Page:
Traitor

SPOILER ALERT: This post contains views on the movie 'Traitor' featuring Don Cheadle, (the guy in Hotel Rwanda) and Guy Pearce (from Memento). Watch the movie if you haven't yet and then return to this post.



Hollywood throws up some true gems from time to time. And while many of the great movies get deserved acclaim, there are also several that slip through the cracks. This movie is one such.

The film's theme is terrorism and the role of religion in it. Given the theme, I, quite frankly, expected it to serve up a lot of cliches and stereotypes packaged in clever camera work and jazzy special effects. And the first few scenes did nothing to change my view. But gradually and unexpectedly, as the story built up around the main character 'Samir' (Cheadle), a black American Muslim involved with terrorists, it began to delve deeper into the motivations of a terrorist and what a truly religious man is ready to believe and commit. And though he blows up a building that kills civilians, we find it difficult to label him as completely evil.

On the other side of the story is FBI agent Clayton (Pearce) who's hunting terrorists and is on Samir's tracks. As it turns out, he too is a man of religion and that perspective is crucial in his making the right decisions and doing his job.

The script is taut with dramatic events following each other breathlessly, each raising the stakes and making extreme demands on the conscience of the characters. It all builds upto to a tense climax with a satisfying conclusion.

The high point of the movie comes right at the end of the last scene, when all has been said and done, Clayton shakes Samir's hand with the greeting 'Salaam Alaikum'. Samir shakes it and notes wryly that Clayton should have begun with that. The symbolism employed is poetic and the interpretation powerful. Clayton, with all his respect for religion and due to the events that unfold in the movie, is able to finally reconcile the conflict between religion and terrorism. Samir, meanwhile, is trying to tell him that Clayton (and in extension, all efforts to tackle terrorism) should have started his mission with that understanding.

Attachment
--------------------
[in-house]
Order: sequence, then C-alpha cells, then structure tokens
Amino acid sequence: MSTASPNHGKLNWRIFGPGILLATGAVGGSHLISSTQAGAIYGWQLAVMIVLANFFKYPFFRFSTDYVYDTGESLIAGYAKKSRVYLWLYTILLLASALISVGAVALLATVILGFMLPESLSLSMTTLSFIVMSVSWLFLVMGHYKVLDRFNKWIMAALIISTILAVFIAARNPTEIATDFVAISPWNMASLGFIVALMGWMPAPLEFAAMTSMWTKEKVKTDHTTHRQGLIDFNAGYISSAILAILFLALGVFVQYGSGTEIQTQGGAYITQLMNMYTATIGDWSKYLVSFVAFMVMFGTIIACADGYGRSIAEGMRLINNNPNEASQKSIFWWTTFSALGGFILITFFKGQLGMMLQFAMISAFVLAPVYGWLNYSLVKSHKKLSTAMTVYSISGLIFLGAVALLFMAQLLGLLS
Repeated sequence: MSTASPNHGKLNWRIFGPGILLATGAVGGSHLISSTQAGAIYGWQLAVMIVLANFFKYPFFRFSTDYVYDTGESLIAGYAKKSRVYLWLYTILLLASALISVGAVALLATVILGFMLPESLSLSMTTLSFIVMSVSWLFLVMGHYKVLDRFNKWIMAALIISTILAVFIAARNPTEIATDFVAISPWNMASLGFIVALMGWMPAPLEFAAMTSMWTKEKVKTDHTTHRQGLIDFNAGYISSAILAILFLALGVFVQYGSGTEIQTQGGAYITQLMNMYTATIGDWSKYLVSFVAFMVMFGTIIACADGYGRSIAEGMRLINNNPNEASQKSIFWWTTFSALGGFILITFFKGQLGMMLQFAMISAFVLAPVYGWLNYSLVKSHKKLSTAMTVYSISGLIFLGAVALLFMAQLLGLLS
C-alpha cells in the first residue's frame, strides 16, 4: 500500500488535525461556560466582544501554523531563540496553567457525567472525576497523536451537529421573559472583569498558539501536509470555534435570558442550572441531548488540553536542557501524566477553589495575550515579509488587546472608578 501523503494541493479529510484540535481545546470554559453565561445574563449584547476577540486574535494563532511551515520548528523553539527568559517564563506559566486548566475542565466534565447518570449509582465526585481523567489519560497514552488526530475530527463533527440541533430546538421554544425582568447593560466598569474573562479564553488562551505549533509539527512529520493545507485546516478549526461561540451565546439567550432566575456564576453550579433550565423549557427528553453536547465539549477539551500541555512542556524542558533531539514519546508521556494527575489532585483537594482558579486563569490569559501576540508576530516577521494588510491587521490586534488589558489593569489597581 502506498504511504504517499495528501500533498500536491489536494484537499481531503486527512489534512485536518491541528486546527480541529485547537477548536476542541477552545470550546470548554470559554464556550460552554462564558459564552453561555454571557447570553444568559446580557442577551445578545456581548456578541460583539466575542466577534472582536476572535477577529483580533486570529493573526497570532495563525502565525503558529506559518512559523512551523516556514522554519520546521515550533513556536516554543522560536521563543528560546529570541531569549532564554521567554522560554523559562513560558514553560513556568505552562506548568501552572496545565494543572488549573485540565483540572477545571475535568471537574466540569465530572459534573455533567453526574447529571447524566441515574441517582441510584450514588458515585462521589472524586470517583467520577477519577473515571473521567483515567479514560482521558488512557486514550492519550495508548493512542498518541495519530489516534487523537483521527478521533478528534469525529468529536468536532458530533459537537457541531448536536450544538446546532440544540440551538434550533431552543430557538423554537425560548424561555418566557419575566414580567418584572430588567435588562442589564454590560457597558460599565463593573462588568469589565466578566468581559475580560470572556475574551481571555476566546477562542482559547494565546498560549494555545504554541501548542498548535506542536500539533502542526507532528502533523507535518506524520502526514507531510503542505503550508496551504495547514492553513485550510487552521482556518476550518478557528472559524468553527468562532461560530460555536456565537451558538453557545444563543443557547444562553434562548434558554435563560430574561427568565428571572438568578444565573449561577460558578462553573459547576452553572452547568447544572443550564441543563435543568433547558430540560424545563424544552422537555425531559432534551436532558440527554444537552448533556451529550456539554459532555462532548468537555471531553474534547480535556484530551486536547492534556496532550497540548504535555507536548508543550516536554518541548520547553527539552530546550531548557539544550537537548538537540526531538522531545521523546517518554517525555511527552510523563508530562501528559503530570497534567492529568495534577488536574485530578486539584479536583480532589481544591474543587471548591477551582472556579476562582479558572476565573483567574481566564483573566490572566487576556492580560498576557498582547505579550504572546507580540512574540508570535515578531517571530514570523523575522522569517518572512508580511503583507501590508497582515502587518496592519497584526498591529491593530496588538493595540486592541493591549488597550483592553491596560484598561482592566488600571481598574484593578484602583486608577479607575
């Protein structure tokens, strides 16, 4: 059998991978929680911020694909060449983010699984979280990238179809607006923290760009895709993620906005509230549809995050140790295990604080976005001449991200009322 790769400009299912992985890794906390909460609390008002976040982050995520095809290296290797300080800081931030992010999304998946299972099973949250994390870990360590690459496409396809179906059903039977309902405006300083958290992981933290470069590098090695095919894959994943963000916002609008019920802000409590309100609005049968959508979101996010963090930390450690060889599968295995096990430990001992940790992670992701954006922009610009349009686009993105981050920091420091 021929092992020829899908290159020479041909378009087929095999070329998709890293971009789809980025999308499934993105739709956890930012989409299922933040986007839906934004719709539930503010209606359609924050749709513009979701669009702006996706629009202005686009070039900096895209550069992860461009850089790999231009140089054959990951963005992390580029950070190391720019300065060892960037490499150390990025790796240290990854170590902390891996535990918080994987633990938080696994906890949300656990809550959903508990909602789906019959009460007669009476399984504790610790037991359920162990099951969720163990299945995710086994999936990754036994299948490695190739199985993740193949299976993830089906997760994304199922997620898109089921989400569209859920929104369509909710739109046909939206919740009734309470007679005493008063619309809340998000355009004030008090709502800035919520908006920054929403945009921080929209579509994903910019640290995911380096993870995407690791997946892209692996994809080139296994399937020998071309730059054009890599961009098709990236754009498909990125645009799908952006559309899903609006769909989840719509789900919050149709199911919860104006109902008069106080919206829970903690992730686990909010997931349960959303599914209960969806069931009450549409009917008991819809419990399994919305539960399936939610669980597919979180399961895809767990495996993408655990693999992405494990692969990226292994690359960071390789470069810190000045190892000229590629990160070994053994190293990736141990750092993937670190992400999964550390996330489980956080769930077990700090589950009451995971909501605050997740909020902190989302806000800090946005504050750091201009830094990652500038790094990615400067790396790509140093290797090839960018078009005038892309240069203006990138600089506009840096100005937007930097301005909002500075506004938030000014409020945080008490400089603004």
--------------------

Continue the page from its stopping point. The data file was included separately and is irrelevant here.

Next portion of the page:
The movie doesn't fall into the trap of painting a stark black & white image of a situation that is inherently gray at best. Avoiding Muslim bashing was good in itself, but placing a devout Muslim as the hero in the battle against terrorism is worthy of genuine applause. Add to that a message of understanding and reconciliation, subtly conveyed through a crisp script and backed by brilliant performances, this movie comes up trumps on several different levels.

Comments

  1. I like the symbolic interpretation of the last scene. Didin't quite think of that myself when I watched it.


    "Fight in the cause of Allah those who fight you, but do not transgress limits; for Allah loves not transgressors." Chapter 2, Verse 190

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